On October 12, the Arthritis Foundation lit up the Empire State Building in blue in observance of World Arthritis Day. According to the Arthritis Foundation, this degenerative disease affects 46 million people in the United States and is the leading cause of disability.
“That’s why we care so much about this disease,” said Laisvyde Smajkic, M.D., a rheumatologist who runs the Arthritis Clinic at Weiss
According to the online health magazine Everyday Health
, the first reports of arthritis date back to 4500 B.C. Before modern medicine, people used natural remedies to ease their pain and lessen the disease’s impact.
Today, many arthritis sufferers find relief through natural and alternative therapies. Though many of these treatments are backed only by anecdotal evidence and not hard scientific data, each involves substances that will benefit your health regardless. Aloe Vera
: Most commonly used to ease sunburns and moisturize dry skin, the aloe plant is also known for reducing inflammation. Try rubbing it on sore joints to see if it lessens your pain and swelling. Cedarwood Oil:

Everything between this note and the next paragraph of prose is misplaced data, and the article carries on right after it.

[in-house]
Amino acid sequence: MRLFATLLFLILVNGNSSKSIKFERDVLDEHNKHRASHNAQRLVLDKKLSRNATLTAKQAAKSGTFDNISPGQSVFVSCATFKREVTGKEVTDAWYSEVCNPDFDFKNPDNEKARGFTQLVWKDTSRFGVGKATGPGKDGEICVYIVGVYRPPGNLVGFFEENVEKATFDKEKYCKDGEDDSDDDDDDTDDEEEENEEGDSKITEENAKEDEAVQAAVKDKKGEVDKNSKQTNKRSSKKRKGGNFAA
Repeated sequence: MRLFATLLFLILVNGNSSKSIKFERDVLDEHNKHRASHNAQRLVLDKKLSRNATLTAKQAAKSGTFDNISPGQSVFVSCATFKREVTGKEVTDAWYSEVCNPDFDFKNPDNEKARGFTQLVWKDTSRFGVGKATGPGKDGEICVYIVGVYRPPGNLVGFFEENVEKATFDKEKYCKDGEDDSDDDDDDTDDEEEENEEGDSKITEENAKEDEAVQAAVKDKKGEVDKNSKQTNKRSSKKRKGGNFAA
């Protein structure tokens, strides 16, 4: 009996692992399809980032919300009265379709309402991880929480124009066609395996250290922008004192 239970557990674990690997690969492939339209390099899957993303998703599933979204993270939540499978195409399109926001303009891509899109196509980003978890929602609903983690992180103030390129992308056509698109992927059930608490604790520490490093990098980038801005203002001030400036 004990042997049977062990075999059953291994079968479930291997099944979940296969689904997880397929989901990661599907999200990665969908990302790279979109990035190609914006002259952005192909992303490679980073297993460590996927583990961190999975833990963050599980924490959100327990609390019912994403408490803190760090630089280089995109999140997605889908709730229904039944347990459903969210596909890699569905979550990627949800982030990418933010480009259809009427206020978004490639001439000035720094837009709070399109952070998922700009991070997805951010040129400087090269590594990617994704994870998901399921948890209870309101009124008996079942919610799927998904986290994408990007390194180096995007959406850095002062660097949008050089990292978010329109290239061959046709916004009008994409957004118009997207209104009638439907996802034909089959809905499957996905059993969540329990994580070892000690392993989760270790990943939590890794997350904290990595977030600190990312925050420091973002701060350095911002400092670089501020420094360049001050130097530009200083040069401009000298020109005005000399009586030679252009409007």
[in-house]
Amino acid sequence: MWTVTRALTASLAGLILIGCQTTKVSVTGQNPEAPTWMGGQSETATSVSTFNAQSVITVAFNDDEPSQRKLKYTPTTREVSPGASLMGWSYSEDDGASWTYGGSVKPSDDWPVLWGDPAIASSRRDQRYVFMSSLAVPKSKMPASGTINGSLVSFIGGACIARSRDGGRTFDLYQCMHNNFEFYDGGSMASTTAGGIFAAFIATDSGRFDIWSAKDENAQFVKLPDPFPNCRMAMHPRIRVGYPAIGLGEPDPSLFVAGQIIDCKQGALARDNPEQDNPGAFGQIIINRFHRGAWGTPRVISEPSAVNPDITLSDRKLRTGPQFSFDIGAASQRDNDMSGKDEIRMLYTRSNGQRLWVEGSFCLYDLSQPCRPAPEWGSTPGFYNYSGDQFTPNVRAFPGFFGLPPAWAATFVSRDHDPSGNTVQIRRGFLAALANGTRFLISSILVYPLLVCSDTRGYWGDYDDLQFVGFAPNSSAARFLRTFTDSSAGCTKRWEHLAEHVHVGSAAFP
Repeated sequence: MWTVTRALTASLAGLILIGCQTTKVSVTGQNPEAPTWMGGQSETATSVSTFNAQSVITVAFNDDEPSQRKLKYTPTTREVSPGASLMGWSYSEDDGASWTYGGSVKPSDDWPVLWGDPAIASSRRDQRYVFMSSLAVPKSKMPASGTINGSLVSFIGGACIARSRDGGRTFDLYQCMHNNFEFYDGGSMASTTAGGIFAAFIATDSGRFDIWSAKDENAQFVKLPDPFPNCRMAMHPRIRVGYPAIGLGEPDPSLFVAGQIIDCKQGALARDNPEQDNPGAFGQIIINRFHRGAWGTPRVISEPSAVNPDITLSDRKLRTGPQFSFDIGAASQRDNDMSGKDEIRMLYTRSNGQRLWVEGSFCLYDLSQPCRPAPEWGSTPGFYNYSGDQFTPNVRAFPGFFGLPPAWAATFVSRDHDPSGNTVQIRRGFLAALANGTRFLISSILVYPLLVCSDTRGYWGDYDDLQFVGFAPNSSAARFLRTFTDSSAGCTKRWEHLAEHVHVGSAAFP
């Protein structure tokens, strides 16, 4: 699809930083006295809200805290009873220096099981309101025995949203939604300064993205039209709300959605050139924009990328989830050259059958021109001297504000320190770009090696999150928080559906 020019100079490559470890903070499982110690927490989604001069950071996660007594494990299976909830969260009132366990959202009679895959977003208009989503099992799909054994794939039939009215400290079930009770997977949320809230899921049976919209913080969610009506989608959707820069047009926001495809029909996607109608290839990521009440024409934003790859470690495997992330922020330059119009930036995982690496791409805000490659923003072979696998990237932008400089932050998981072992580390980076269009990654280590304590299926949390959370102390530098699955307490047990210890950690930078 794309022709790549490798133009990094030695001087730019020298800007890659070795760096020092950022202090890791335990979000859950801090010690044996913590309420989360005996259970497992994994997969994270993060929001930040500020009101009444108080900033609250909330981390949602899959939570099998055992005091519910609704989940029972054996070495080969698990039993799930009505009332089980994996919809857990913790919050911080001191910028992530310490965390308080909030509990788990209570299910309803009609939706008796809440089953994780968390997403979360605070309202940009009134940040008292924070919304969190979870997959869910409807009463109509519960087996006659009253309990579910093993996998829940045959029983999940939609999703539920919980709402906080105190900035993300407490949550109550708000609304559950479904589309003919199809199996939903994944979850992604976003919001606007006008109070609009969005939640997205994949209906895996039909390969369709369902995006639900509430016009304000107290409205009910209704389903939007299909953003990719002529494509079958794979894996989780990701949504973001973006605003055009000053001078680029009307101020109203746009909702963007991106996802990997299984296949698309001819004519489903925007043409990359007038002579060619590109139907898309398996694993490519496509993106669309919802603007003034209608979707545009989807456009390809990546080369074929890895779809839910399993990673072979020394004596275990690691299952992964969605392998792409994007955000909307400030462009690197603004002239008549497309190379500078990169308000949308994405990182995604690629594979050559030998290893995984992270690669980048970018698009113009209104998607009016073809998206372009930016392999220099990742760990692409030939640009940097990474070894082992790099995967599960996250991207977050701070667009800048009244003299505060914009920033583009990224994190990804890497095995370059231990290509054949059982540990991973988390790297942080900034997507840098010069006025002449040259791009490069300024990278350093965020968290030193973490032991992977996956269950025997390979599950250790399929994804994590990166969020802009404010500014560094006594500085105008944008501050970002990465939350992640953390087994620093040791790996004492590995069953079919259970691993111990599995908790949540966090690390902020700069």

Just breathe it in. This oil, extracted from cedarwood trees, is often used in aromatherapy and massage oils. As a masseuse rubs the oil into arthritic joints, the scent stimulates the part of the brain that promotes relaxation and healing. Frankincense:
Some researchers say that this resin, obtained from plants in northern Africa, inhibits the production of specific molecules in the body—molecules that cause inflammation and cartilage break down. Mustard Seed:
The selenium, magnesium and omega-3 fatty acids found in mustard seed have all been linked to easing arthritic symptoms. However, consuming mustard seed isn’t the only way to treat arthritis. Use warm mustard seed oil on swollen joints. The heat may increase blood flow and provide pain relief. Olive Oil:
This common cooking ingredient contains a compound called oleocanthal, which decreases the production of certain enzymes that cause inflammation—just as nonsteroidal anti-inflammatory drugs (NSAIDs) do. Use olive oil in place of butter and other fats, and pay attention to whether or not your pain decreases.
Read more about alternative remedies for arthritis on Everyday Health
. For further information on World Arthritis Day, visit http://www.worldarthritisday.org/
. And to learn more about our arthritis program, call Dr. Smajkic at (773) 913-2585.